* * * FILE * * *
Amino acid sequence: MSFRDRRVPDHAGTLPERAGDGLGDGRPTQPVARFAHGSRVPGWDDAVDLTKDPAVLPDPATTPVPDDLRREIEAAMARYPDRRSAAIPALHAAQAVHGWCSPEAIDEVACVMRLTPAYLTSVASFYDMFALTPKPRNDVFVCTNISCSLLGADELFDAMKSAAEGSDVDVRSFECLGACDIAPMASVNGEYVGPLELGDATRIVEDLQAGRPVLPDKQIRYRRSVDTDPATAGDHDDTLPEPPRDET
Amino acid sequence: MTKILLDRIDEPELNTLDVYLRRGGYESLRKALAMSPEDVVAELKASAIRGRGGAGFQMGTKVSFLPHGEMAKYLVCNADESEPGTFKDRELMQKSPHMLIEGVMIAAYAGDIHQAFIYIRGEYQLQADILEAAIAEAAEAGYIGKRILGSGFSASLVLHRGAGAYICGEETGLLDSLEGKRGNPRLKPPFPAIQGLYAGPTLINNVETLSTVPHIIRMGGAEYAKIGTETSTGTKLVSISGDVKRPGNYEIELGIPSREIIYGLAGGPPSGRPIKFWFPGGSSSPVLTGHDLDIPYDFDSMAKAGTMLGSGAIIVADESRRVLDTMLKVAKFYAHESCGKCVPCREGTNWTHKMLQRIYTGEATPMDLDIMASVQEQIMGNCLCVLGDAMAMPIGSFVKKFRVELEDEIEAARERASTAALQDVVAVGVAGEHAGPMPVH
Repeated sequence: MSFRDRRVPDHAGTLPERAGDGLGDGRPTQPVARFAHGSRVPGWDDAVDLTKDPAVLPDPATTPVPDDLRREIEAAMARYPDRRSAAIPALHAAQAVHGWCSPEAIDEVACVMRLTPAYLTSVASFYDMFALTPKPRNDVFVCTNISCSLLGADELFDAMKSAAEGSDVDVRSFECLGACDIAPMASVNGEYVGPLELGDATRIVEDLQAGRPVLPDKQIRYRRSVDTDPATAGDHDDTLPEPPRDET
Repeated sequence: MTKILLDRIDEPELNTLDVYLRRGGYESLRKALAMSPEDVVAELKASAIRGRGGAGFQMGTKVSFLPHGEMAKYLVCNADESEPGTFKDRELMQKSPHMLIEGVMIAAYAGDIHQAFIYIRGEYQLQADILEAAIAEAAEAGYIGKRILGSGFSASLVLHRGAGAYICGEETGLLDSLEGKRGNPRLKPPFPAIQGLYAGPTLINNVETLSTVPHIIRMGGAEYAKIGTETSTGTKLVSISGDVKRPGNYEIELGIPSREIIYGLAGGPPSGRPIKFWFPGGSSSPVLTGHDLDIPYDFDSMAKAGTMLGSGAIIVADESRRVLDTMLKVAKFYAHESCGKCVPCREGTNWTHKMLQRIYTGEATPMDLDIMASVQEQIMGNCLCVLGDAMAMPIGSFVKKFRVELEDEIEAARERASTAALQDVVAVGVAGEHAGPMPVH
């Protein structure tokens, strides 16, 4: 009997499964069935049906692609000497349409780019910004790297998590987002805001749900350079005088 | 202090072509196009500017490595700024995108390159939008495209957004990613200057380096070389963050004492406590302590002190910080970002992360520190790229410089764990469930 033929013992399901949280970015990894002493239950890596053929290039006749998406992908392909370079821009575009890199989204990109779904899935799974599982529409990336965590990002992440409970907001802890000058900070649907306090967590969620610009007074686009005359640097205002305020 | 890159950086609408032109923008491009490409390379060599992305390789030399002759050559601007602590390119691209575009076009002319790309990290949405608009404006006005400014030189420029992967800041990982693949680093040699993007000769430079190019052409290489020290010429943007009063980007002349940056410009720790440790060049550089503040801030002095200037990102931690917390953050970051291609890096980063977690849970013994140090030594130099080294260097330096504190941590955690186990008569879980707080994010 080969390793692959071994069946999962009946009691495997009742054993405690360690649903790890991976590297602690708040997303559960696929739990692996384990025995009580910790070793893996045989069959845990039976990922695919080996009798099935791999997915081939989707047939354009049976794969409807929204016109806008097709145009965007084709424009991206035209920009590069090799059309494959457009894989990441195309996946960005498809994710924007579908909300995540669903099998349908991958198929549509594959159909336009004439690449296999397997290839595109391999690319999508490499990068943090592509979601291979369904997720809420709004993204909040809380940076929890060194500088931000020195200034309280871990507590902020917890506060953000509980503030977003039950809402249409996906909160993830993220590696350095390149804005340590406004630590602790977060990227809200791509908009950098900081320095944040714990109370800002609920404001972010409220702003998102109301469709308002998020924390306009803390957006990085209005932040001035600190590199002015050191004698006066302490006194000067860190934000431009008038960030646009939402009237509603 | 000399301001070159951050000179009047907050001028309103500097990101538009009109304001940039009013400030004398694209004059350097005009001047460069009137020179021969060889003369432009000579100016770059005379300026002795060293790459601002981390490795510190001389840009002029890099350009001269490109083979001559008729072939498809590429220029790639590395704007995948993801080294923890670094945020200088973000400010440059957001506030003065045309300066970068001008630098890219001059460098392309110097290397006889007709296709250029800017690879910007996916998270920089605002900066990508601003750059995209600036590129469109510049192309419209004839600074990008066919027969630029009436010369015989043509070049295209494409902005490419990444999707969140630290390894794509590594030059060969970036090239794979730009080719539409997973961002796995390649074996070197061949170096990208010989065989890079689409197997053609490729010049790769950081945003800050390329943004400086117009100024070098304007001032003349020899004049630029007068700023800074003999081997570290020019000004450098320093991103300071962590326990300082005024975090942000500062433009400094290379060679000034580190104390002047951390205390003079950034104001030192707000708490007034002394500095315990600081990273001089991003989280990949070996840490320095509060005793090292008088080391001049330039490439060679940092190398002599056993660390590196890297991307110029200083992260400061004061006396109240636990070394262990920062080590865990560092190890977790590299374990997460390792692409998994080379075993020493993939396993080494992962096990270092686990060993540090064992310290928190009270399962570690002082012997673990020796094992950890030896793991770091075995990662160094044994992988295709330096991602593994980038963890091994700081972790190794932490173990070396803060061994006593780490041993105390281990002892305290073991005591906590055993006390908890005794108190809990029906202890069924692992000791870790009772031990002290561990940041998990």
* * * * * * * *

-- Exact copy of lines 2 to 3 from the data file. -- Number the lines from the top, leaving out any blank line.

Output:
Amino acid sequence: MTKILLDRIDEPELNTLDVYLRRGGYESLRKALAMSPEDVVAELKASAIRGRGGAGFQMGTKVSFLPHGEMAKYLVCNADESEPGTFKDRELMQKSPHMLIEGVMIAAYAGDIHQAFIYIRGEYQLQADILEAAIAEAAEAGYIGKRILGSGFSASLVLHRGAGAYICGEETGLLDSLEGKRGNPRLKPPFPAIQGLYAGPTLINNVETLSTVPHIIRMGGAEYAKIGTETSTGTKLVSISGDVKRPGNYEIELGIPSREIIYGLAGGPPSGRPIKFWFPGGSSSPVLTGHDLDIPYDFDSMAKAGTMLGSGAIIVADESRRVLDTMLKVAKFYAHESCGKCVPCREGTNWTHKMLQRIYTGEATPMDLDIMASVQEQIMGNCLCVLGDAMAMPIGSFVKKFRVELEDEIEAARERASTAALQDVVAVGVAGEHAGPMPVH
Repeated sequence: MSFRDRRVPDHAGTLPERAGDGLGDGRPTQPVARFAHGSRVPGWDDAVDLTKDPAVLPDPATTPVPDDLRREIEAAMARYPDRRSAAIPALHAAQAVHGWCSPEAIDEVACVMRLTPAYLTSVASFYDMFALTPKPRNDVFVCTNISCSLLGADELFDAMKSAAEGSDVDVRSFECLGACDIAPMASVNGEYVGPLELGDATRIVEDLQAGRPVLPDKQIRYRRSVDTDPATAGDHDDTLPEPPRDET